“You use gratitude like cocaine,” she said. Her observation was as calm as if she were saying “The sky is blue today.”
My mentor often shared wisdom I eagerly embraced. But the suggestion that I had been sticking the numbing needle of thanksgiving in my veins silenced me.
Gratitude has long been my great go to. I had just shared what was going well in my life. My busy law firm. My healthy children. My meaningful coaching career.
But my mentor could see beyond my rosy report. While my kids were okay, my sister was intermittently suicidal. My husband’s latest test results were encouraging, but the prognosis remained terminal. Reciting what might have been a good gratitude journal entry did not change the truth that I was sad, overwhelmed, and exhausted to the bone.
I get my emphasis on appreciation from my mom. Mom grew up in the Great Depression. She had 8 years of schooling when she married my alcoholic father and 8 children after. She never learned to drive. Years of climbing up into city buses with children in tow left her with so much appreciation for a simple car ride that she never once complained about my typical tardiness to take her somewhere.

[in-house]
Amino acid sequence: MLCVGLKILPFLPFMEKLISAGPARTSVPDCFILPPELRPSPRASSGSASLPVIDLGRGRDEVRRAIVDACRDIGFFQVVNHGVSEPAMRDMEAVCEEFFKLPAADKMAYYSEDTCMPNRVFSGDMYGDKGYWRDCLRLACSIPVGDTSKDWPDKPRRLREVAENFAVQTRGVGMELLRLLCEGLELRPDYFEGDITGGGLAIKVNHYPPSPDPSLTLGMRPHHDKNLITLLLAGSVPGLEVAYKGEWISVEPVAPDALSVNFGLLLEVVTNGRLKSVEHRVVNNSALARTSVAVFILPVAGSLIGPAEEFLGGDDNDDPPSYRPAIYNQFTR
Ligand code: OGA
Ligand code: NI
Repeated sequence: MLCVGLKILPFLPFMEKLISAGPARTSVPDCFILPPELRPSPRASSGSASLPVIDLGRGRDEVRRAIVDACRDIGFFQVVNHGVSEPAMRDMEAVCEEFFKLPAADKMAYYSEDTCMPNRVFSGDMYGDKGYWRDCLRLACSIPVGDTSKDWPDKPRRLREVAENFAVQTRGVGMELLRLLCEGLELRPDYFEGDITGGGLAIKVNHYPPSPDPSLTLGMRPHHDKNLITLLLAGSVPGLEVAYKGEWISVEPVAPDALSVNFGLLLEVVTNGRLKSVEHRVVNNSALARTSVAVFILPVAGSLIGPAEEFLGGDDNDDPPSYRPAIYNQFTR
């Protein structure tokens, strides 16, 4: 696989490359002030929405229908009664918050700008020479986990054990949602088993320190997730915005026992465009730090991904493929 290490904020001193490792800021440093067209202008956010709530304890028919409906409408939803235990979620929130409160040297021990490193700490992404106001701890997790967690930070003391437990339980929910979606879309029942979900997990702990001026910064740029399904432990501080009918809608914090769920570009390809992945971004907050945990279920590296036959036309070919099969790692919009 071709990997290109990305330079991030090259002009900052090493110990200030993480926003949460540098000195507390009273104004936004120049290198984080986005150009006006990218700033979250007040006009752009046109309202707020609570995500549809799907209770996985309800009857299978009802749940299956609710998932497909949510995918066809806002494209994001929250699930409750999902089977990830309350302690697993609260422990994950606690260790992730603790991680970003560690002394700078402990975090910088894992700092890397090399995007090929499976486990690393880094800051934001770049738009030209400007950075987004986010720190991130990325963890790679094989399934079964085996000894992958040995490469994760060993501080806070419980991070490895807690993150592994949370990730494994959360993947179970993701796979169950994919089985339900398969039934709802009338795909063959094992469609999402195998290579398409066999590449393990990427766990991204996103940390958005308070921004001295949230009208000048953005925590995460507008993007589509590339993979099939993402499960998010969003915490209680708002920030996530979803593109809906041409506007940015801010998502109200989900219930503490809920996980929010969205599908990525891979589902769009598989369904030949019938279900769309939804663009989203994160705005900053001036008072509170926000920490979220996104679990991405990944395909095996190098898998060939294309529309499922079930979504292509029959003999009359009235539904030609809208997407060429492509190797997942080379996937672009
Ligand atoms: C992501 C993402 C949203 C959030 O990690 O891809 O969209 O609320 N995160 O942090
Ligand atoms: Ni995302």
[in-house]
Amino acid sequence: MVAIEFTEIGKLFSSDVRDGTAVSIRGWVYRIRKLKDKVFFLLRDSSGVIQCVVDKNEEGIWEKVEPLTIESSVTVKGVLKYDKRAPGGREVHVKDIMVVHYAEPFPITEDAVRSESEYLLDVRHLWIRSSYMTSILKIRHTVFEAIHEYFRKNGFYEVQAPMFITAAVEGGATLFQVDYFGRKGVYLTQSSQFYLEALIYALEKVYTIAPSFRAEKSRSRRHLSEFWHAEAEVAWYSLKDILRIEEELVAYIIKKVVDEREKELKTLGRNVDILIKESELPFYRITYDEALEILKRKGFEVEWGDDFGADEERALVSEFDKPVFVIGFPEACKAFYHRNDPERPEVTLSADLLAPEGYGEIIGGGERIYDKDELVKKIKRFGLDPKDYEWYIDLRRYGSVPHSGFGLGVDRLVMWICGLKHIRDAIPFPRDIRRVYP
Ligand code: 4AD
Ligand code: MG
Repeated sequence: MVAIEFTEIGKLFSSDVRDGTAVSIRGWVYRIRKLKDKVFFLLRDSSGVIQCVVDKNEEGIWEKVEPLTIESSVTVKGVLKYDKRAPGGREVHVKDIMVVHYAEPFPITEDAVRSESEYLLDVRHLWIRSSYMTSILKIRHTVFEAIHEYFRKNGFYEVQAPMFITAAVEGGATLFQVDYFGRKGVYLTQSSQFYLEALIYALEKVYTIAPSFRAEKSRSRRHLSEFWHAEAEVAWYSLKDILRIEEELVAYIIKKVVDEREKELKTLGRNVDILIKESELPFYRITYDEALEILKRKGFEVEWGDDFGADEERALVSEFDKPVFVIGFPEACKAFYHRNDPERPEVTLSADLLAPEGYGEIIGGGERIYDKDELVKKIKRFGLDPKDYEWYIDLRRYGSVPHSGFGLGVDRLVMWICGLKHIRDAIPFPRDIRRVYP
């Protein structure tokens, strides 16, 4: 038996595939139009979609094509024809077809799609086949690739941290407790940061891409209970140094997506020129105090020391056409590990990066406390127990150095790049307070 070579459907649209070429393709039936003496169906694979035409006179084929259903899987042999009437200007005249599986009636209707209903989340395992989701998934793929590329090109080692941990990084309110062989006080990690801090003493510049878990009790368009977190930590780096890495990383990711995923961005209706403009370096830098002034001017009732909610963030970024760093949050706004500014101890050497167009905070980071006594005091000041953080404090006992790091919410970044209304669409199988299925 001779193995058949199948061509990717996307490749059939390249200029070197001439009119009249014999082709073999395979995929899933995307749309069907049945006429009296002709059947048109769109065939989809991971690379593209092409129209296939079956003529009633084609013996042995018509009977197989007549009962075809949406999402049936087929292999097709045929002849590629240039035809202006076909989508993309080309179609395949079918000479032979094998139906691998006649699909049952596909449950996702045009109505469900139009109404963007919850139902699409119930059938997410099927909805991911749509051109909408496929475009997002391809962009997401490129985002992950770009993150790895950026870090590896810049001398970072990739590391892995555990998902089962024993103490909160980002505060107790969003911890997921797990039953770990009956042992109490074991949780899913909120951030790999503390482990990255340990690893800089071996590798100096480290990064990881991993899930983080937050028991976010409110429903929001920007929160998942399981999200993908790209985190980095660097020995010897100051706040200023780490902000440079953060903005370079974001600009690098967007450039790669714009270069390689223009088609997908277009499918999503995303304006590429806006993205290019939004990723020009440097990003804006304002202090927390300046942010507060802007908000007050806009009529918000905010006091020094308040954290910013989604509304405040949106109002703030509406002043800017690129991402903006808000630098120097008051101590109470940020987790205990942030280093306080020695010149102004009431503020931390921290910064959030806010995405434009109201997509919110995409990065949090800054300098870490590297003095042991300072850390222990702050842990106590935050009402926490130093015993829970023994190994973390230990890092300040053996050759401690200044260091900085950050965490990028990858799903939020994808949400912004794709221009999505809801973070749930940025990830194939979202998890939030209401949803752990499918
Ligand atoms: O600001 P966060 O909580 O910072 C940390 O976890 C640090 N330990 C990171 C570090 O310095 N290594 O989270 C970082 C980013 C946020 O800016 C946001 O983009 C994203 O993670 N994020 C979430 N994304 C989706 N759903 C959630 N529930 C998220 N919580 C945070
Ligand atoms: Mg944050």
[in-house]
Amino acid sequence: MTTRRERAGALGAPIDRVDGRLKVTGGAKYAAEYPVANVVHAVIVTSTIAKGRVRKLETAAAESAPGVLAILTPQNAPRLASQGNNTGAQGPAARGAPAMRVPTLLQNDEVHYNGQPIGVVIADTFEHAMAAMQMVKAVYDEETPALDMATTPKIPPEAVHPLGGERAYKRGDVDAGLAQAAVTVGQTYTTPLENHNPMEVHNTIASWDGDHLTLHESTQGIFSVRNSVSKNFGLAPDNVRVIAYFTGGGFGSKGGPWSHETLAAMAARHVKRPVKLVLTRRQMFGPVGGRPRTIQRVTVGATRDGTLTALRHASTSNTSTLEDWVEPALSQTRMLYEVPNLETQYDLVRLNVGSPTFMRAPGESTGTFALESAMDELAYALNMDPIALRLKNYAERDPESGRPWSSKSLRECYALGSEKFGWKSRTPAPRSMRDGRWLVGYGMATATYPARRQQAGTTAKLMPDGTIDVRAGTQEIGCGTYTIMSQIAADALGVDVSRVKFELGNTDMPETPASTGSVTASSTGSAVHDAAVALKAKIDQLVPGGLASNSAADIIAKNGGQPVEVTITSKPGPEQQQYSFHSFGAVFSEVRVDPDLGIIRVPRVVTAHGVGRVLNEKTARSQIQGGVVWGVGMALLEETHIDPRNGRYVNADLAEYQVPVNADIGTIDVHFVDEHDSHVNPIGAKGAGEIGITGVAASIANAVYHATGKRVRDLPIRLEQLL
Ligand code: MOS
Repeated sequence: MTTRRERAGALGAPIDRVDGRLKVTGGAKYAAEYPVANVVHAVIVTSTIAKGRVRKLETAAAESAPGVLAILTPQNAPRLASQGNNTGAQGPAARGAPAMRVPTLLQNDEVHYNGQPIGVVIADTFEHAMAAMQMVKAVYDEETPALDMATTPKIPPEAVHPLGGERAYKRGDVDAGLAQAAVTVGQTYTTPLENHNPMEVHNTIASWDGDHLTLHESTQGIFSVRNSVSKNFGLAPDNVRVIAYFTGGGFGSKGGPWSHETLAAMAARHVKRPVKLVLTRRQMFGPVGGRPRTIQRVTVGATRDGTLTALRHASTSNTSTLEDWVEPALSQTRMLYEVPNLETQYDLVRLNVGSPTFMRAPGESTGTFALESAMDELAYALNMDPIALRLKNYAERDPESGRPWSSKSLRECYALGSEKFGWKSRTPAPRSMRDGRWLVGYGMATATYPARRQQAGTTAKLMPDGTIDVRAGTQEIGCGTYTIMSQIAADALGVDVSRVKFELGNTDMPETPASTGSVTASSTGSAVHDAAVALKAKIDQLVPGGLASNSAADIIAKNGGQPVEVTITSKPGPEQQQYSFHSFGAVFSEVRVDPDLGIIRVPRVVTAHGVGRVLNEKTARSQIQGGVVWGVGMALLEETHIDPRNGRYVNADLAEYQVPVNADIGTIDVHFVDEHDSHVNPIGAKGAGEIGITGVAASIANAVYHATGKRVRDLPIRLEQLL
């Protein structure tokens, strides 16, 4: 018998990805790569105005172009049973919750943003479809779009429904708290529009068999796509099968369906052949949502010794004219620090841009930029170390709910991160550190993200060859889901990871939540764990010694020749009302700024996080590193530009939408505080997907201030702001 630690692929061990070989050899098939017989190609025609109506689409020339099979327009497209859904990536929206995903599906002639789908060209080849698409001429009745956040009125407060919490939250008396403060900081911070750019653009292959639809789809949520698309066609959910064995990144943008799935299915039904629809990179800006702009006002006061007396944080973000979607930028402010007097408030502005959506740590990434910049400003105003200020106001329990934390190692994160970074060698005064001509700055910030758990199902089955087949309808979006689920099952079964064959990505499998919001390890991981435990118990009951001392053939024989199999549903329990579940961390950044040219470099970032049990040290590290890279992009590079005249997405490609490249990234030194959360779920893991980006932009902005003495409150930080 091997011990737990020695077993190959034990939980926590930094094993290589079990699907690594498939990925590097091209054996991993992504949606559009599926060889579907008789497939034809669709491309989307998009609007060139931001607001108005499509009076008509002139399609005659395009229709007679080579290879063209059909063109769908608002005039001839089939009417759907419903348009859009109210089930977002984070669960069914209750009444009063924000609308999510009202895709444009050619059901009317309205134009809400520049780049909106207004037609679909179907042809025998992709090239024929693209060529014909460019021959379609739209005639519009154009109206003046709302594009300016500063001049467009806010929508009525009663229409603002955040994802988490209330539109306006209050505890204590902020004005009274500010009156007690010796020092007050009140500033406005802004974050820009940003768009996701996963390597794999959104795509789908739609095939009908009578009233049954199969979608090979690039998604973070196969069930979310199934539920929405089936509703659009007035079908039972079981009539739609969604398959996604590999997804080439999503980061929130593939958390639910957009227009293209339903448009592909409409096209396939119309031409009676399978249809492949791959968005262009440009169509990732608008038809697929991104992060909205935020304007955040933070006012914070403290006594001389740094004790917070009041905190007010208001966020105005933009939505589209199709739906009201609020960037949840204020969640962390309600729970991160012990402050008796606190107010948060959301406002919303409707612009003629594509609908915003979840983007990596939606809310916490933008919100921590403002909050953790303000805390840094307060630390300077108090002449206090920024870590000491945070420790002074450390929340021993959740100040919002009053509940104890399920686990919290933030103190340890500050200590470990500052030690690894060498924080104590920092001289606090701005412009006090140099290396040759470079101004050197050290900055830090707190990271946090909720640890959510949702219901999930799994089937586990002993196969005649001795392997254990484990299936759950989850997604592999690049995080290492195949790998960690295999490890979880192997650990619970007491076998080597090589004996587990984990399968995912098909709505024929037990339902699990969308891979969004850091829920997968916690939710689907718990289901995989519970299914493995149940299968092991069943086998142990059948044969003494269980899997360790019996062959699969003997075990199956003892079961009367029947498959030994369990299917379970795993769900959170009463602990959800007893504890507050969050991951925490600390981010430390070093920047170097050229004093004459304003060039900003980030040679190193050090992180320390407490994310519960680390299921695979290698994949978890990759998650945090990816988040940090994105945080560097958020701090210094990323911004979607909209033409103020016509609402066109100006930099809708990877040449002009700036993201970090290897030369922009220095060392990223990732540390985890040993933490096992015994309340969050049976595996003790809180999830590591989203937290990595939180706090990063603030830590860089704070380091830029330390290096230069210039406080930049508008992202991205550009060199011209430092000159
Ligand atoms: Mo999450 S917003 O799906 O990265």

A go-to method of mine for giving thanks has been comparison. Years of parochial school where I proudly put my pennies in the little church-shaped cardboard box during Lent taught me about the poor and hungry children in Guatemala. At least I wasn’t one of them.
When my first spouse screamed at me, I was grateful I wasn’t being hit like some of my clients were. When I lamented the slow pace at which I ran a 5k I was grateful I wasn’t bedridden with MS like my friend Jean. It could always be worse, right?
Yes…and. When I connect my gratitude to the misery of others, I’m feeding that part of my brain that is in incessant comparison already. Rather than seeing what is right before me, I search for the state of others to determine whether I’m willing to give thanks.
Going forward, I want to focus on noticing and appreciating what is. I want to be grateful for it all. For my excellent health and for that crown that fell out into my bowl of rice last week. For our bustling law business and the challenges of a pandemic. For the wisdom when it feels good and when it stings.
And as for the suffering of myself and others? Well, that is for my compassion. And I am willing to use that like cocaine until there is no longer a need to ease the pain.
Do you compare yourself to others before choosing to be grateful?
Do you keep a gratitude practice, such as a journal?
What can you appreciate that is in your life today?